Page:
IBM donates Rational processes to Eclipse

Big Blue proposes a framework for common development

October 17, 2005—IBM along with a host of other companies proposed the creation of a set of common practices and methods for developing software within the open source Eclipse Foundation.

In order to create the new streamlined process, called the Eclipse Process Framework, IBM is contributing a subset of the company's Rational Unified Process (RUP) product, according to Per Kroll, a manager with IBM Rational Software. RUP is a customizable framework used to manage large software development projects, and Kroll estimates that IBM is contributing about 15 percent of the product to Eclipse.

Fifteen other companies have signed on to contribute code and processes to the proposed framework, including Cap Gemini Ernst & Young, Covansys, Number Six Software, Armstrong Process Group, Object Mentor, and Bedarra Research Labs.

Kroll said that providing a more predictable methodology for software development projects will help developers build more reliable applications with more efficiency and less cost.

According to IBM, nearly half of internally developed software projects cost more than expected, 90 percent are completed after their original deadline, and 30 percent end up cancelled. Moreover, 15 percent to 20 percent of all software bugs reach customers, costing the U.S. economy an estimated 0 billion a year, according to the Standish Group.

"We have a huge failure rate of [software development] projects in the industry," Kroll said.

Chris Armstrong, president of Armstrong Process Group, a New Richmond, Wisconsin-based organizational development company that cosubmitted the Eclipse proposal with IBM, compared the current state of software development to the state of manufacturing at the turn of the 20th century. He said that once the manufacturing industry came up with common practices that could be reused across the industry, productivity increased dramatically.

Armstrong believes the same improvements can be realized in software with a common methodology that encompasses all of the complex steps involved in software development.

"To me it represents a significant step toward a major increase in maturity for the industry," he said. "The more stability and predictability there is in the software development process, the more likely as an industry we'll do a much better job at it."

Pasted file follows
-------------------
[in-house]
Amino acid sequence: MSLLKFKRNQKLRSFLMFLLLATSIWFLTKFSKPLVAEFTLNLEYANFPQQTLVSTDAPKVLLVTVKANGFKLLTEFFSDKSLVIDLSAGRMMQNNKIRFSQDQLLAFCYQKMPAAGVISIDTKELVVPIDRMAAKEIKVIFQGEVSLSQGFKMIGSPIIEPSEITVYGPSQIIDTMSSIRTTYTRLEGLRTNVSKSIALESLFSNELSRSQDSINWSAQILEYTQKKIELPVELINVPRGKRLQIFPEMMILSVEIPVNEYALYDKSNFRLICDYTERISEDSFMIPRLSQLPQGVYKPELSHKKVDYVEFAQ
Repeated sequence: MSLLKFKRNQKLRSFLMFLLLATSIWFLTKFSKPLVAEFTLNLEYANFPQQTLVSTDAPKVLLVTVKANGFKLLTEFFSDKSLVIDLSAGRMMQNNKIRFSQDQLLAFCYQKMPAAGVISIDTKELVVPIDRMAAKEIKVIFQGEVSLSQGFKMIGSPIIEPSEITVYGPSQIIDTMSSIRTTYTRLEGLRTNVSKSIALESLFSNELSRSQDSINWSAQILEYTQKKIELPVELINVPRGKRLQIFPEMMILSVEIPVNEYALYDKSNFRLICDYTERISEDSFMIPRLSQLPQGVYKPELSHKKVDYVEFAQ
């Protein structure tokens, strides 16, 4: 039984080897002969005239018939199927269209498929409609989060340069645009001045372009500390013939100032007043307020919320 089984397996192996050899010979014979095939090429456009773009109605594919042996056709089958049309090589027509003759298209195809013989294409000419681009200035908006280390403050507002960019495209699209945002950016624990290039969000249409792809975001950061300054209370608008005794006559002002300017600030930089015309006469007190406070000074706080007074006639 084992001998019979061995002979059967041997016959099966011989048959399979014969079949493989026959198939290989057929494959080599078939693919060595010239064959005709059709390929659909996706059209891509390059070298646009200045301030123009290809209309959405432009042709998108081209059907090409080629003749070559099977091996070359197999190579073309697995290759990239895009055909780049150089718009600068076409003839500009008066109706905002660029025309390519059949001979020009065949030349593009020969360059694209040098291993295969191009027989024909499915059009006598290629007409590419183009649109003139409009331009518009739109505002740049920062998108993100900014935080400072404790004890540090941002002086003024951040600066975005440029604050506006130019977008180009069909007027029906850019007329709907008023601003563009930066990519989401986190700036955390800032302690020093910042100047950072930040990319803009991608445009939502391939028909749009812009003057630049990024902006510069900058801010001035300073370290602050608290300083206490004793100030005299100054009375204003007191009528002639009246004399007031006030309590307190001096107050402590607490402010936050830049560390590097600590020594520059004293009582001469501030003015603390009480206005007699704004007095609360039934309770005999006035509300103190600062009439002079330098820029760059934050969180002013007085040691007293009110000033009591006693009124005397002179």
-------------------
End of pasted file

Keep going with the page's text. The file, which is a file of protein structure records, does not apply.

The Eclipse Process Framework is meant to be cross-platform, which means developers can use it to build applications in either Java or Microsoft .Net development environments.

Armstrong said, however, that it's unlikely that developers building software using .Net will use the Eclipse Process Framework because Microsoft has its own methodology and best processes for software development called the Microsoft Solutions Framework (MSF).

Microsoft's framework, however, has proprietary processes that do not support software development for other platforms, he said. For instance, Microsoft has its own metamodel for its development process rather than using the Object Management Group's (OMG's) Software Process Engineering Metamodel (SPEM), an industry standard for software development, Armstrong said.

According to Microsoft, however, MSF was based on a simplified version of SPEM and is consistent with the OMG's metamodel.

A Microsoft spokeswoman said in a statement that the software company plans to improve the MSF by offering two process templates for the framework within its collaborative development version of Visual Studio 2005, Visual Studio 2005 Team System.

MSF for Agile Software Development enables iterative software development enhanced with features like risk management, release management, and design for operations, while MSF for CMMI (Capability Maturity Model Integration) Process Improvement provides connections to the CMMI process to enable organizations to implement mature software development practices and drive business capability quickly, according to the spokeswoman.

Microsoft plans to release new editions of Visual Studio 2005 at an event in San Francisco on November 7.

It will likely take one to two months for Eclipse board members to review the proposal for the Eclipse Process Framework, IBM's Kroll said, after which time they will vote on whether or not they will take on the proposed project.

Elizabeth Montalbano is a San Francisco-based correspondent for the IDG News Service.

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